On the Table

In Britain, they eat well on the go

CORRESPONDENTFebruary 23, 2011 

— Food in the United Kingdom has endured its share of criticism. All those pasties and fried fish and chips never scored very highly on the health-o-meter.

That's why I was so pleasantly surprised this month when I arrived in this college town, home to the University of Sheffield and Sheffield Hallam University, to meet with public health students and faculty. Students and visitors who come here from Europe, Africa, the Middle East and Asia, I found, have lots of diverse, healthful food choices to fuel the learning.

I enjoyed them, too.

Sure, I saw a McDonald's and plenty of pastries and scones. But by far, the bulk of the convenience food I saw - and it was everywhere (Does everyone eat on the run?) - had little in common with fast food at home.

Take the sandwiches, for example.

The city is the sandwich-iest place I've ever seen. Packaged in cardboard and plastic wrap, they're made fresh daily and sold in convenience stores and supermarkets, on newsstands and side streets and in the Student Union.

They're everywhere, but they don't look like ours. They're better.

They come in varieties such as mackerel and sliced cucumbers, veggies with chutney, hummus and tomato slices, or egg salad and cress on whole-wheat bread. There are entire aisles of them and dozens of varieties.

Vegetarian and vegan options are easy to find.

Alongside the sandwiches is a varied collection of fresh green salads. Colorful, big, fresh salads. It's typical to see a few yogurt and granola parfaits and fresh fruit bowls, too.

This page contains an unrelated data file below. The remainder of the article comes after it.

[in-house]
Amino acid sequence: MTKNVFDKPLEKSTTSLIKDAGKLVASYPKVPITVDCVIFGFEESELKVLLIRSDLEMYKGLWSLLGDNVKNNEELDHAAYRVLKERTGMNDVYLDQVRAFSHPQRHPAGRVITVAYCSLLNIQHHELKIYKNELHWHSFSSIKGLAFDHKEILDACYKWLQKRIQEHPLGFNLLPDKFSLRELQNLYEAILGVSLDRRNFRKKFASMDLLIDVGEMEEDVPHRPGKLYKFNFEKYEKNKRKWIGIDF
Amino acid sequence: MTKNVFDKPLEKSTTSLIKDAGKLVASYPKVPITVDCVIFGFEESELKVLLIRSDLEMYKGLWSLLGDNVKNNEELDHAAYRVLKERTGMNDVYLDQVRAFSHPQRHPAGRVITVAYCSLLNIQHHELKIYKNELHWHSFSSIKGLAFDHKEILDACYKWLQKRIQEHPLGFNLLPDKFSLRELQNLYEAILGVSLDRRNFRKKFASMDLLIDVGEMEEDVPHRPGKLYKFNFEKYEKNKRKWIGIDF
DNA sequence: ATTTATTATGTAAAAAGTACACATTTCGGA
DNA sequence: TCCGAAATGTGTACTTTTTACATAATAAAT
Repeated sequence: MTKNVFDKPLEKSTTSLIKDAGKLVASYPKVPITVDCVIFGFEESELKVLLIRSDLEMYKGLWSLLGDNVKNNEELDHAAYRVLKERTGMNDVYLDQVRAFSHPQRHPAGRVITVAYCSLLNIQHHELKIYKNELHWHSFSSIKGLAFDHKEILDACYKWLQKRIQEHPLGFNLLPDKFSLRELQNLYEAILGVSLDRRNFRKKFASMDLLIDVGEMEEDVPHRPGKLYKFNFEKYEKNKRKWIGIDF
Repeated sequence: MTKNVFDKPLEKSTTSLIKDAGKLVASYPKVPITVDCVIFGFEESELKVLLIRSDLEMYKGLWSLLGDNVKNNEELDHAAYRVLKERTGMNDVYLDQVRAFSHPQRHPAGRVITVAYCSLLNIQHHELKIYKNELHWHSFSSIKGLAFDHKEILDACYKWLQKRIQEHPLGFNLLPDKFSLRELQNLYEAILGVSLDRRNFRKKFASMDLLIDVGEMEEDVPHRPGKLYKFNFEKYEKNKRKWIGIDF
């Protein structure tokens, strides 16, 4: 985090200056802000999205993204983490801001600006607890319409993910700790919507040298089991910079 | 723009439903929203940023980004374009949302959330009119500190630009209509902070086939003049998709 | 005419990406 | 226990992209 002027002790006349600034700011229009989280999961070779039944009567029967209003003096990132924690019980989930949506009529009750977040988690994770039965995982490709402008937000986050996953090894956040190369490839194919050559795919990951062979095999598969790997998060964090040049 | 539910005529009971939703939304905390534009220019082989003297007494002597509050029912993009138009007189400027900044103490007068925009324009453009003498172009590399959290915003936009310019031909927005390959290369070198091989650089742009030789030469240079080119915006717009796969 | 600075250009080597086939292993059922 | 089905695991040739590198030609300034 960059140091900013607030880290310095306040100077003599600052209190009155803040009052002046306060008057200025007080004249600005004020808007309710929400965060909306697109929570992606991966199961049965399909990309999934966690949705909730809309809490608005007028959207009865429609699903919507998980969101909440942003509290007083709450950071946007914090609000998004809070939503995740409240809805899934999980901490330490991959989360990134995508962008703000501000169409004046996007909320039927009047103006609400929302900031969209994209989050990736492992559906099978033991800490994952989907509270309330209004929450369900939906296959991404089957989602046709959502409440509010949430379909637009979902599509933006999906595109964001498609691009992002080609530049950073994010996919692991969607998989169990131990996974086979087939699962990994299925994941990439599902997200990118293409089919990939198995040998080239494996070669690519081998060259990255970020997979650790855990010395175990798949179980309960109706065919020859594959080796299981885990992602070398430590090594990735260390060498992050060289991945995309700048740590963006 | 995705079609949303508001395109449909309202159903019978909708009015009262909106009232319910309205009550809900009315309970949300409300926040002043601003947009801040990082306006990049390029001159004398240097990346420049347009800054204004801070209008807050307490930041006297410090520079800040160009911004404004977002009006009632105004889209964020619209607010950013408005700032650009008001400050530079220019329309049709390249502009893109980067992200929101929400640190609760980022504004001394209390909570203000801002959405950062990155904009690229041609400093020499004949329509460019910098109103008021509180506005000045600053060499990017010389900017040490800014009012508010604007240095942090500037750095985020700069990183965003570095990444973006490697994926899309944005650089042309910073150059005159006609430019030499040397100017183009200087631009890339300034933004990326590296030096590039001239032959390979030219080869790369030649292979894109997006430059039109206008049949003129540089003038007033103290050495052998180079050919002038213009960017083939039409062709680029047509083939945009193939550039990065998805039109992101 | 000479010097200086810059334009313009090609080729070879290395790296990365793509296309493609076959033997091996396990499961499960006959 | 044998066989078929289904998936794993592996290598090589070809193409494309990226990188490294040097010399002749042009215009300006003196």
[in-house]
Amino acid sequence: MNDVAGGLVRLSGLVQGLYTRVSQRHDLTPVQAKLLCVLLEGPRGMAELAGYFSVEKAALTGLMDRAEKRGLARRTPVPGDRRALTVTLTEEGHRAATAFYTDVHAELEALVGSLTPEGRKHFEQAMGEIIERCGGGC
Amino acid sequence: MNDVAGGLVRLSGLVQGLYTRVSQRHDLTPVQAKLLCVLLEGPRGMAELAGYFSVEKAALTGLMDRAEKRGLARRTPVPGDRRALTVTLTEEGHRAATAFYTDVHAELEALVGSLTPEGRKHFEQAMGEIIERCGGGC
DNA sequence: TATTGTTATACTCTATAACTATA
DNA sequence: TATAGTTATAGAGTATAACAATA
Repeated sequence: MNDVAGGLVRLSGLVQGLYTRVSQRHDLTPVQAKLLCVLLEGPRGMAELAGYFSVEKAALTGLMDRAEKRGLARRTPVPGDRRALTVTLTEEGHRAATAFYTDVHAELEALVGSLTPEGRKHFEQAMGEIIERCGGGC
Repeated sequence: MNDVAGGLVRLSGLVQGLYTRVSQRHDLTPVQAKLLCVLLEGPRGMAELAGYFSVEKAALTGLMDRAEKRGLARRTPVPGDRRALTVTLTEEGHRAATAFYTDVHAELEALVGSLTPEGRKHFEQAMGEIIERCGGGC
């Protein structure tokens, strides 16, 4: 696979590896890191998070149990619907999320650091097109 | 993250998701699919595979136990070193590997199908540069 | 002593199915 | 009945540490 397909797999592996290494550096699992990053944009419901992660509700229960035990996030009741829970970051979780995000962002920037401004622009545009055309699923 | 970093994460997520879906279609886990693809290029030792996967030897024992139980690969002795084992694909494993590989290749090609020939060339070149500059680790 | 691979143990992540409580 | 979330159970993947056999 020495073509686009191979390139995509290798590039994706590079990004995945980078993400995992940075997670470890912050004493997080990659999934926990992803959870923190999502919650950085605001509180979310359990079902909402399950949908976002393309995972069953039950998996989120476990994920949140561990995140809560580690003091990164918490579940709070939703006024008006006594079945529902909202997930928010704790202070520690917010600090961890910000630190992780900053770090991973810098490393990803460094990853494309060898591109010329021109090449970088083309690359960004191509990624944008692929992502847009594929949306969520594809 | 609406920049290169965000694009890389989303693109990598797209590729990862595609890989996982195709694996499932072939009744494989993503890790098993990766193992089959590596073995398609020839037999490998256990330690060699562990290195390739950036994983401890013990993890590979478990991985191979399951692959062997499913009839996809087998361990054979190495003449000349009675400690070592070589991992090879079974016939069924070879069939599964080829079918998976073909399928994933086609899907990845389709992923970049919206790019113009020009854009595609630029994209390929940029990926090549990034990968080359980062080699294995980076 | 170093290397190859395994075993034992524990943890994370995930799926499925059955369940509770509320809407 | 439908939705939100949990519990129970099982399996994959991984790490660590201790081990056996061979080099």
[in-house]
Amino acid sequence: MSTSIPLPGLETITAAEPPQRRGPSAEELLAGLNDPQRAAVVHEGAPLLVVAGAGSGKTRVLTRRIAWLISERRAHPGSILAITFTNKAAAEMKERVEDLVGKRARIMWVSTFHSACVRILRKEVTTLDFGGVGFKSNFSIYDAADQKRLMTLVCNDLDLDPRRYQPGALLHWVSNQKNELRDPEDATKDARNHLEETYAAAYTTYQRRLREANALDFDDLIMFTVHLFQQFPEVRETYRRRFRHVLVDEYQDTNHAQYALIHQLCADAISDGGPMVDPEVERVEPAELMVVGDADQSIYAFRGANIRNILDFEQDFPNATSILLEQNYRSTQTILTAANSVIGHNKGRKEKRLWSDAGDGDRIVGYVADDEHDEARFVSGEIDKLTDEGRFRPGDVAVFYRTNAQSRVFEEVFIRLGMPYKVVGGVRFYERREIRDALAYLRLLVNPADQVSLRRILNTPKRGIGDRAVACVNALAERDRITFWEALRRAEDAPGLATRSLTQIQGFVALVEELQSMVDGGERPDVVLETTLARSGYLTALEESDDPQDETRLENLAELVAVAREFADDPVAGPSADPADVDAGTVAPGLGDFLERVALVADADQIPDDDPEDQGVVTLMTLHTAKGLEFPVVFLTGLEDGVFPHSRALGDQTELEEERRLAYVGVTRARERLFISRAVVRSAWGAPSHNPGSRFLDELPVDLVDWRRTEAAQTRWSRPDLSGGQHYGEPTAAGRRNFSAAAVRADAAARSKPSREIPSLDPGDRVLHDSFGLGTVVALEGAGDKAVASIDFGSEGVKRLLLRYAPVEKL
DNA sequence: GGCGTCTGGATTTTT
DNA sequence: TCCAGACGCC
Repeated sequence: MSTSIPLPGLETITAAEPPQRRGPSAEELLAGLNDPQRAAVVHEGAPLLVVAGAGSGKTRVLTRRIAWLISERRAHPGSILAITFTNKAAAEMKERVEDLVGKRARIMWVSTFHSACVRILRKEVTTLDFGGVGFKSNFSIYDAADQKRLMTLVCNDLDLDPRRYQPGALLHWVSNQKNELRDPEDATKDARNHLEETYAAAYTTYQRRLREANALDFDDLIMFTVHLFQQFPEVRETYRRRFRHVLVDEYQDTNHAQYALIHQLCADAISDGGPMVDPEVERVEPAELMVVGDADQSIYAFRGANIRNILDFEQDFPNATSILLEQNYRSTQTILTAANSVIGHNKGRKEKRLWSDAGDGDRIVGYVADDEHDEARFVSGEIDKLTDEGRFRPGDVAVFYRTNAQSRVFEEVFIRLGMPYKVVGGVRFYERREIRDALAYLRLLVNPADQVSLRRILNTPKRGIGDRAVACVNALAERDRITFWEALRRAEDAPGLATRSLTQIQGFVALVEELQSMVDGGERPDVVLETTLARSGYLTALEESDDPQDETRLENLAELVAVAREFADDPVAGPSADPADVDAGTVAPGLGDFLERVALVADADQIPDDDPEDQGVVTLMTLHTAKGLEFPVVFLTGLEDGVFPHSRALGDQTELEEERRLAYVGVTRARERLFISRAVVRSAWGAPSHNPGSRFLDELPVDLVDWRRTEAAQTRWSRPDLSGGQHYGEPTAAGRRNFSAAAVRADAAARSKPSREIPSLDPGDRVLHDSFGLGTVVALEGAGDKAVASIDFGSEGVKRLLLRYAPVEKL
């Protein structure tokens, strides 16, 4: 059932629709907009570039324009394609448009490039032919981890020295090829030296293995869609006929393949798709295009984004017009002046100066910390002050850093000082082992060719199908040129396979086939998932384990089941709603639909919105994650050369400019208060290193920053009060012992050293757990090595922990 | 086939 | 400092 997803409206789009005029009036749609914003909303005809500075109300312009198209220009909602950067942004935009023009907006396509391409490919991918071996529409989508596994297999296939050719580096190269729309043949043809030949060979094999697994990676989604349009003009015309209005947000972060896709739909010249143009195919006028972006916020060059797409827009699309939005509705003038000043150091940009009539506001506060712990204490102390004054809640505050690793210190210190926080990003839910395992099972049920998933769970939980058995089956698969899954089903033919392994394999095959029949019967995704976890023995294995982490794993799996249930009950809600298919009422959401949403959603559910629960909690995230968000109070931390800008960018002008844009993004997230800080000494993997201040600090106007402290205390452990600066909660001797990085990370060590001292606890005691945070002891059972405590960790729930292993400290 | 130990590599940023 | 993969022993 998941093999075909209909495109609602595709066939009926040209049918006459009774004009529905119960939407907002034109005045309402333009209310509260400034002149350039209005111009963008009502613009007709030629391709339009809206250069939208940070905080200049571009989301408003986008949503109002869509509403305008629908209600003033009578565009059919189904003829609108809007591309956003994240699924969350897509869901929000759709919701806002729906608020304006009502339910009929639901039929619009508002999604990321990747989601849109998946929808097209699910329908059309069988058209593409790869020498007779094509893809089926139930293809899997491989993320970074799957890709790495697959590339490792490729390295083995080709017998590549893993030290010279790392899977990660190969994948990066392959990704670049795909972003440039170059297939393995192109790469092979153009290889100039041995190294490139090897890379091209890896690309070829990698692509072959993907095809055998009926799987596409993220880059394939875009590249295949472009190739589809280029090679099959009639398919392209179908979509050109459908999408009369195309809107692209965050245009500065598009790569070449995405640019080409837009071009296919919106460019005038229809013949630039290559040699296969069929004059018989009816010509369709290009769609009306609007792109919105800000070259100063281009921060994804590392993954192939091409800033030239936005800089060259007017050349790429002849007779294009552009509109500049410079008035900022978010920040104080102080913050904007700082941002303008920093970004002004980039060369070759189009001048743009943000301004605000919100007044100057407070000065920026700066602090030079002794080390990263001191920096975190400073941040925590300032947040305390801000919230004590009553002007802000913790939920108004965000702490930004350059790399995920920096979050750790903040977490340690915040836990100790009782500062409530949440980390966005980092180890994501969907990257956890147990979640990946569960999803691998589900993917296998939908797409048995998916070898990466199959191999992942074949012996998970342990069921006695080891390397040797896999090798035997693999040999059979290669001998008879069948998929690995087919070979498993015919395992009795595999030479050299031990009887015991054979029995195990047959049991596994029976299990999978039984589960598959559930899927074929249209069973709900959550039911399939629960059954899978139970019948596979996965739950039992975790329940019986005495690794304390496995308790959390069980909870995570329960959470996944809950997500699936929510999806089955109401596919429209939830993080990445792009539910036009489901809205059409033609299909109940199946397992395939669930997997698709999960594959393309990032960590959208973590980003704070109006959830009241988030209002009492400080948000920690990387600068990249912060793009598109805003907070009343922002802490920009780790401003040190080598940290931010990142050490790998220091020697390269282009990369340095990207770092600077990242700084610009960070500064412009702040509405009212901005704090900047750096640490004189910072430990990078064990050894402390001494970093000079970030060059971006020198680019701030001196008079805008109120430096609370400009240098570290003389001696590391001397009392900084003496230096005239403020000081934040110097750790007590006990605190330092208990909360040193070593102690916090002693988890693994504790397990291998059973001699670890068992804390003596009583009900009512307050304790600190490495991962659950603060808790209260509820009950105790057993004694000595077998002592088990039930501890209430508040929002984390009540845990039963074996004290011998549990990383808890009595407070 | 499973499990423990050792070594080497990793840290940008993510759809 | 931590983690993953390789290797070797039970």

If there were soft drinks, I didn't notice them for the piles and aisles full of bottled water. As for hot foods: Fast food stands sold baked potatoes, and ethnic foods, especially Middle Eastern and Indian, abound.

If you want breakfast on the go, that's covered, too.

Cereals are popular - cold cereal sold in single serving cups as well as oatmeal, known here as porridge - and almost as ubiquitous as the sandwiches. Cereal or breakfast bars are popular, and many tout their fresh, organic ingredients. Nothing but oats, dried fruit and pumpkin seeds, one label read, "and nothing dodgy."

Ideas to take home

I'm inspired to import the habits. When I get home, here's what I'm planning to do:

Stock it. Keep fresh sandwich supplies on hand, including watercress, lettuce, grated carrots, whole-wheat loaf bread, chutney, cucumbers, hummus, and chopped, hard-boiled egg whites.

I'll be sure to keep that fruit bowl full of at least several types of fresh fruit, too. It's such an easy take-along.

Seek it out. We have great ethnic restaurants in the Triangle, including fast and good Middle Eastern and Indian food. More hot rice, curried vegetables and cooked lentils.

Supermarkets carry freshly made salads, tubs of hummus and whole-wheat pita pockets. Easy and good for you.

Buy less more often. I buy a lot of fresh produce once in a while, and then some begins to spoil before I can use it.

Instead, I'll buy smaller quantities and shop more often. That way, what I'm using is always at peak freshness and appealing.

Fast food isn't all bad!

Suzanne Havala Hobbs is a licensed, registered dietitian. Send questions and comments to suzanne@onthetable.net.

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